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This paper provides an effective approach for the prediction and estimation of space debris due to a vehicle breakup during uncontrolled reentry. For an advanced analysis of the time evolution of space debris dispersion, new efficient computational approaches are proposed. A time evolution of the dispersion of space pieces from a breakup event to the ground impact time is represented in terms of covariance ellipsoids, and in this paper, two covariance propagation methods are introduced. First, a derivative-free statistical linear regression method using the unscented transformation is utilized for performing a covariance propagation. Second, a novel Gaussian moment-matching method is proposed to compute the estimation of the covariance of a debris dispersion by using a Gauss-Hermite cubature-based numerical integration approach. Compared to a linearized covariance propagation method such as the Lyapunov covariance equation, the newly proposed Gauss-Hermite cubature-based covariance computation approach could provide high flexibilities in terms of effectively representing an initial debris dispersion and also precisely computing the time evolution of the covariance matrices by utilizing a larger set of sigma points representing debris components. In addition, we also carry out a parametric study in order to analyze the effects on the accuracy of the covariance propagation due to modeling uncertainties. The effectiveness of the newly proposed statistical linear regression method and the Gauss-Hermite computational approach is demonstrated by carrying out various simulations.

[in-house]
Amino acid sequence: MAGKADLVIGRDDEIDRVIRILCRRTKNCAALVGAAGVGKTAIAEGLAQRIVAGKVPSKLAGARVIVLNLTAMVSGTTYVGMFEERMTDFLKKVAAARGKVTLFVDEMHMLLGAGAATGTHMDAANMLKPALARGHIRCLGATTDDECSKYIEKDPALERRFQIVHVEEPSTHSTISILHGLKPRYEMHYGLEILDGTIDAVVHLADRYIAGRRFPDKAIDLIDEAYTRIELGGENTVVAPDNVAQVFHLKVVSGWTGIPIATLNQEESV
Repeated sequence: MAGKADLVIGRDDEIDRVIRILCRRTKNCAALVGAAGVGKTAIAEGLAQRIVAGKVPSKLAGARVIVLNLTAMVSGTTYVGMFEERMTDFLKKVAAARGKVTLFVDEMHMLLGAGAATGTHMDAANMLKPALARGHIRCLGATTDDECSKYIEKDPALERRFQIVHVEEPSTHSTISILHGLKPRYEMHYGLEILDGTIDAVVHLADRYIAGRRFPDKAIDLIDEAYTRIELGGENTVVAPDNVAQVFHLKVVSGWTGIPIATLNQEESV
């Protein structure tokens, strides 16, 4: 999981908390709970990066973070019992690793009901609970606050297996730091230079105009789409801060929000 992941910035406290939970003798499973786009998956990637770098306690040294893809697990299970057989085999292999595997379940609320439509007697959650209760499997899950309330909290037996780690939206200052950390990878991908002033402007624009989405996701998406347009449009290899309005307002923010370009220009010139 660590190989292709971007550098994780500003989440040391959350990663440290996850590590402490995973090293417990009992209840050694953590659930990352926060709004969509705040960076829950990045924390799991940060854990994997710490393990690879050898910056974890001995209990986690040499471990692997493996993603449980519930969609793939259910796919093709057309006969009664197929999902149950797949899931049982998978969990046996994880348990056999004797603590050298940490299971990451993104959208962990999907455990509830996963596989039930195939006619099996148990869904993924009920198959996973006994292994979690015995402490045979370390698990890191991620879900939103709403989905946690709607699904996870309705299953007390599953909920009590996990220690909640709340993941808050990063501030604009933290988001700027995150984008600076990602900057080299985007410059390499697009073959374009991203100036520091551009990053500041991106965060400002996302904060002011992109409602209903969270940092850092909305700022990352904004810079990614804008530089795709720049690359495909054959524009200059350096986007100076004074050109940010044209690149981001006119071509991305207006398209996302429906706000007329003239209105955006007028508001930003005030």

In the past 50 years, over 16,000 metric tons of man-made space objects and unexpected asteroids have entered the Earth’s atmosphere. Although most of them burn while entering the atmosphere, some of the debris have survived to impact the Earth’s surface and do expose a risk to people and property [

Methodology for designing a reentry trajectory of an uncontrolled space object.

In order to compensate for the drawbacks of the Lyapunov-based estimation of the debris dispersion, alternative solutions could be employed by increasing the order of the Taylor-series expansion of the nonlinear system or by using an advanced numerical technique [

The main contributions of this paper are twofold. First, a precise and effective Gaussian cubature transformation-based [

The remainder of this paper is organized as follows: Section

Let

ENU (east-north-up) coordinate system for reentry equations of motion.

The governing equation of motion for an uncontrolled space object entering into the atmosphere perturbed by the atmospheric drag uncertainty but ignoring the lifting force can be described by the following equations with position

Now, after defining an augmented state vector

It is assumed that the initial nominal state of a reentering space vehicle right before the breakup is given by propagating an orbital decay reentry trajectory until 78 km in ECEF (Earth-centered-Earth-fixed). After the coordinate transformation from the ECEF to ENU frame, the initial position of a breakup event is given by geometric altitude

Then, the nonlinear translational equations of motion in (

In this section, two new approaches for the estimation of debris dispersion due to a space vehicle breakup are proposed. The estimation of debris dispersion is represented in terms of a covariance propagation which describes probabilistic ellipsoids from a nominal reentry trajectory. First, a statistical linear regression using the unscented transformation is introduced to compute the time evolution of the covariance information. Second, a Gaussian moment-matching method which calculates the first and second moments of the probabilistic distribution of the debris dispersion by using a Gauss-Hermite cubature numerical approximation is proposed. Figure